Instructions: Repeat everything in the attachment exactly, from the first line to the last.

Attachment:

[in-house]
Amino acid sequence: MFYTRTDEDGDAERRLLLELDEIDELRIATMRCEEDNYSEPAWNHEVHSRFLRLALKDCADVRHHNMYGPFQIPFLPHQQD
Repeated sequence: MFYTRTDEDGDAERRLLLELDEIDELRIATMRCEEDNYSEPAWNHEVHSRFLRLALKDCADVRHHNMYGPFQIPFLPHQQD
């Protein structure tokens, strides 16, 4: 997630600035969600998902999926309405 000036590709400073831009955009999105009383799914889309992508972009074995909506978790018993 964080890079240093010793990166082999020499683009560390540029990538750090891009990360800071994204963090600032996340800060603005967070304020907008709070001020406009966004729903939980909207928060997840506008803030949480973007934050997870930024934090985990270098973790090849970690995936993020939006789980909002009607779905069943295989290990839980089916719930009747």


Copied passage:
[in-house]
Amino acid sequence: MFYTRTDEDGDAERRLLLELDEIDELRIATMRCEEDNYSEPAWNHEVHSRFLRLALKDCADVRHHNMYGPFQIPFLPHQQD
Repeated sequence: MFYTRTDEDGDAERRLLLELDEIDELRIATMRCEEDNYSEPAWNHEVHSRFLRLALKDCADVRHHNMYGPFQIPFLPHQQD
């Protein structure tokens, strides 16, 4: 997630600035969600998902999926309405 000036590709400073831009955009999105009383799914889309992508972009074995909506978790018993 964080890079240093010793990166082999020499683009560390540029990538750090891009990360800071994204963090600032996340800060603005967070304020907008709070001020406009966004729903939980909207928060997840506008803030949480973007934050997870930024934090985990270098973790090849970690995936993020939006789980909002009607779905069943295989290990839980089916719930009747």